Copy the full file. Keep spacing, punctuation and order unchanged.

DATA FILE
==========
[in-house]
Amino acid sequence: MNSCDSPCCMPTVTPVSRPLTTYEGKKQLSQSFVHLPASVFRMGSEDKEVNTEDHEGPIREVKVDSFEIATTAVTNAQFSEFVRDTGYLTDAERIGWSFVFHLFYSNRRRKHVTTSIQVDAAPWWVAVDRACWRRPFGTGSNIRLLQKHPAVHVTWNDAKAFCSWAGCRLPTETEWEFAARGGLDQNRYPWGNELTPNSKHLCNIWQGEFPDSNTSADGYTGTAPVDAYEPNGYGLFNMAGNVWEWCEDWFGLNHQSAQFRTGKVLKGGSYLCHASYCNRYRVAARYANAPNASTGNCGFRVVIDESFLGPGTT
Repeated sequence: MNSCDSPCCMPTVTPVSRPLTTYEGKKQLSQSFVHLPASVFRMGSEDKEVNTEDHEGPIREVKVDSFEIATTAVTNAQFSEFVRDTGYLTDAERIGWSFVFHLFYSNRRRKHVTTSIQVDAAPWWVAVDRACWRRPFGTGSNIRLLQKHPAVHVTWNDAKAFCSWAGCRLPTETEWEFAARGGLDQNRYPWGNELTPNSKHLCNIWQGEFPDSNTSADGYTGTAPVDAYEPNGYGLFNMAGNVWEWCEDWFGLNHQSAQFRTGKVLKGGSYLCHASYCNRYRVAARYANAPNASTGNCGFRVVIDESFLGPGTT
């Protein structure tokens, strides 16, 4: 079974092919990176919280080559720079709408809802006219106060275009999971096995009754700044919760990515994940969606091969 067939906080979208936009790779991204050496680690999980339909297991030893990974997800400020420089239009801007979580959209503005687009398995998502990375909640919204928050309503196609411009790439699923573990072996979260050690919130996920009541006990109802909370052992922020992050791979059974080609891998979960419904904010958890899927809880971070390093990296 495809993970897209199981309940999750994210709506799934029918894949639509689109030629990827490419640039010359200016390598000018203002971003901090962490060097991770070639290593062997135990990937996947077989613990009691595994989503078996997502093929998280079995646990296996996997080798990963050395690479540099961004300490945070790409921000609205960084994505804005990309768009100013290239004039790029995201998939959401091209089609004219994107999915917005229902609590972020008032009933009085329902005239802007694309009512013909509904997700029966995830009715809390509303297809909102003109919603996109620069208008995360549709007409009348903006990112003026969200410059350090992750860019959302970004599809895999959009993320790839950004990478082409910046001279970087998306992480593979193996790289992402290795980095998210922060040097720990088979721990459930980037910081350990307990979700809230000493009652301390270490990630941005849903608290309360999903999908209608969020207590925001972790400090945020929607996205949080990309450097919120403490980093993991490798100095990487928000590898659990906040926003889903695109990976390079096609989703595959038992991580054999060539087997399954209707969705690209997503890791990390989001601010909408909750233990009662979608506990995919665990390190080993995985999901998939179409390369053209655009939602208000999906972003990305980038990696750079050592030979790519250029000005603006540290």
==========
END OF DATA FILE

[in-house]
Amino acid sequence: MNSCDSPCCMPTVTPVSRPLTTYEGKKQLSQSFVHLPASVFRMGSEDKEVNTEDHEGPIREVKVDSFEIATTAVTNAQFSEFVRDTGYLTDAERIGWSFVFHLFYSNRRRKHVTTSIQVDAAPWWVAVDRACWRRPFGTGSNIRLLQKHPAVHVTWNDAKAFCSWAGCRLPTETEWEFAARGGLDQNRYPWGNELTPNSKHLCNIWQGEFPDSNTSADGYTGTAPVDAYEPNGYGLFNMAGNVWEWCEDWFGLNHQSAQFRTGKVLKGGSYLCHASYCNRYRVAARYANAPNASTGNCGFRVVIDESFLGPGTT
Repeated sequence: MNSCDSPCCMPTVTPVSRPLTTYEGKKQLSQSFVHLPASVFRMGSEDKEVNTEDHEGPIREVKVDSFEIATTAVTNAQFSEFVRDTGYLTDAERIGWSFVFHLFYSNRRRKHVTTSIQVDAAPWWVAVDRACWRRPFGTGSNIRLLQKHPAVHVTWNDAKAFCSWAGCRLPTETEWEFAARGGLDQNRYPWGNELTPNSKHLCNIWQGEFPDSNTSADGYTGTAPVDAYEPNGYGLFNMAGNVWEWCEDWFGLNHQSAQFRTGKVLKGGSYLCHASYCNRYRVAARYANAPNASTGNCGFRVVIDESFLGPGTT
């Protein structure tokens, strides 16, 4: 079974092919990176919280080559720079709408809802006219106060275009999971096995009754700044919760990515994940969606091969 067939906080979208936009790779991204050496680690999980339909297991030893990974997800400020420089239009801007979580959209503005687009398995998502990375909640919204928050309503196609411009790439699923573990072996979260050690919130996920009541006990109802909370052992922020992050791979059974080609891998979960419904904010958890899927809880971070390093990296 495809993970897209199981309940999750994210709506799934029918894949639509689109030629990827490419640039010359200016390598000018203002971003901090962490060097991770070639290593062997135990990937996947077989613990009691595994989503078996997502093929998280079995646990296996996997080798990963050395690479540099961004300490945070790409921000609205960084994505804005990309768009100013290239004039790029995201998939959401091209089609004219994107999915917005229902609590972020008032009933009085329902005239802007694309009512013909509904997700029966995830009715809390509303297809909102003109919603996109620069208008995360549709007409009348903006990112003026969200410059350090992750860019959302970004599809895999959009993320790839950004990478082409910046001279970087998306992480593979193996790289992402290795980095998210922060040097720990088979721990459930980037910081350990307990979700809230000493009652301390270490990630941005849903608290309360999903999908209608969020207590925001972790400090945020929607996205949080990309450097919120403490980093993991490798100095990487928000590898659990906040926003889903695109990976390079096609989703595959038992991580054999060539087997399954209707969705690209997503890791990390989001601010909408909750233990009662979608506990995919665990390190080993995985999901998939179409390369053209655009939602208000999906972003990305980038990696750079050592030979790519250029000005603006540290």